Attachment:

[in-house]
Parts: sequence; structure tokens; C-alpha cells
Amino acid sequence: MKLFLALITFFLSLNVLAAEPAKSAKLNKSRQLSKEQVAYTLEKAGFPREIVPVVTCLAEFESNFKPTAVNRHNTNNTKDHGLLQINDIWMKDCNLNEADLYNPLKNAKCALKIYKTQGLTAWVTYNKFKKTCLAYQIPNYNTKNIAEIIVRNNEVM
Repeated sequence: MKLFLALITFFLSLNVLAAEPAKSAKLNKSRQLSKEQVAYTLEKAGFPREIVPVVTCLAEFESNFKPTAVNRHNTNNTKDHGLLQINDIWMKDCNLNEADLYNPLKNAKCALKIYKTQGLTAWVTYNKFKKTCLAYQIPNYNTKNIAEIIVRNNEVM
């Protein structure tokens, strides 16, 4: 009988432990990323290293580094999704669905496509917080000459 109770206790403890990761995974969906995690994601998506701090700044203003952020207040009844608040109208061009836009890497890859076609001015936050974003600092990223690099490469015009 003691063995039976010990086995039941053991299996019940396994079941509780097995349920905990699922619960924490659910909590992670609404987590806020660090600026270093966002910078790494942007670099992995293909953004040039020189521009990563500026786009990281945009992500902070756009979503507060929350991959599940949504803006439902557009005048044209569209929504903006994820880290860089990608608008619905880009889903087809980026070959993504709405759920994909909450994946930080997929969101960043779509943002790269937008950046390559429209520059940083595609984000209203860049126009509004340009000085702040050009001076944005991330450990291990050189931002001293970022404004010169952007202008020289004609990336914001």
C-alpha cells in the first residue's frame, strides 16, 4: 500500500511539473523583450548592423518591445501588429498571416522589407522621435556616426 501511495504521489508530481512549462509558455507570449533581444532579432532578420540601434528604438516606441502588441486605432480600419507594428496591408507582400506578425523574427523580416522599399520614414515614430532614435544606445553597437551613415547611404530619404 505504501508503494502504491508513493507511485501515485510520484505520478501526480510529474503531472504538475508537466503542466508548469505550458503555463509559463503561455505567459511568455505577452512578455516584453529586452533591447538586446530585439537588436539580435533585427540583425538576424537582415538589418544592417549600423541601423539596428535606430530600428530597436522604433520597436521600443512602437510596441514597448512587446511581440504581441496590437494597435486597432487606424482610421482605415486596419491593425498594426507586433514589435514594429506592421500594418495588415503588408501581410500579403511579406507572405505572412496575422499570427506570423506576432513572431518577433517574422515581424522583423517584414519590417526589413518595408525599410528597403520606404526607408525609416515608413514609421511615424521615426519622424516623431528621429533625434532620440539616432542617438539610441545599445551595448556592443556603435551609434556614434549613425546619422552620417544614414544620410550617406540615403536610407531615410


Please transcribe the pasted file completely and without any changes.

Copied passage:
[in-house]
Parts: sequence; structure tokens; C-alpha cells
Amino acid sequence: MKLFLALITFFLSLNVLAAEPAKSAKLNKSRQLSKEQVAYTLEKAGFPREIVPVVTCLAEFESNFKPTAVNRHNTNNTKDHGLLQINDIWMKDCNLNEADLYNPLKNAKCALKIYKTQGLTAWVTYNKFKKTCLAYQIPNYNTKNIAEIIVRNNEVM
Repeated sequence: MKLFLALITFFLSLNVLAAEPAKSAKLNKSRQLSKEQVAYTLEKAGFPREIVPVVTCLAEFESNFKPTAVNRHNTNNTKDHGLLQINDIWMKDCNLNEADLYNPLKNAKCALKIYKTQGLTAWVTYNKFKKTCLAYQIPNYNTKNIAEIIVRNNEVM
């Protein structure tokens, strides 16, 4: 009988432990990323290293580094999704669905496509917080000459 109770206790403890990761995974969906995690994601998506701090700044203003952020207040009844608040109208061009836009890497890859076609001015936050974003600092990223690099490469015009 003691063995039976010990086995039941053991299996019940396994079941509780097995349920905990699922619960924490659910909590992670609404987590806020660090600026270093966002910078790494942007670099992995293909953004040039020189521009990563500026786009990281945009992500902070756009979503507060929350991959599940949504803006439902557009005048044209569209929504903006994820880290860089990608608008619905880009889903087809980026070959993504709405759920994909909450994946930080997929969101960043779509943002790269937008950046390559429209520059940083595609984000209203860049126009509004340009000085702040050009001076944005991330450990291990050189931002001293970022404004010169952007202008020289004609990336914001």
C-alpha cells in the first residue's frame, strides 16, 4: 500500500511539473523583450548592423518591445501588429498571416522589407522621435556616426 501511495504521489508530481512549462509558455507570449533581444532579432532578420540601434528604438516606441502588441486605432480600419507594428496591408507582400506578425523574427523580416522599399520614414515614430532614435544606445553597437551613415547611404530619404 505504501508503494502504491508513493507511485501515485510520484505520478501526480510529474503531472504538475508537466503542466508548469505550458503555463509559463503561455505567459511568455505577452512578455516584453529586452533591447538586446530585439537588436539580435533585427540583425538576424537582415538589418544592417549600423541601423539596428535606430530600428530597436522604433520597436521600443512602437510596441514597448512587446511581440504581441496590437494597435486597432487606424482610421482605415486596419491593425498594426507586433514589435514594429506592421500594418495588415503588408501581410500579403511579406507572405505572412496575422499570427506570423506576432513572431518577433517574422515581424522583423517584414519590417526589413518595408525599410528597403520606404526607408525609416515608413514609421511615424521615426519622424516623431528621429533625434532620440539616432542617438539610441545599445551595448556592443556603435551609434556614434549613425546619422552620417544614414544620410550617406540615403536610407531615410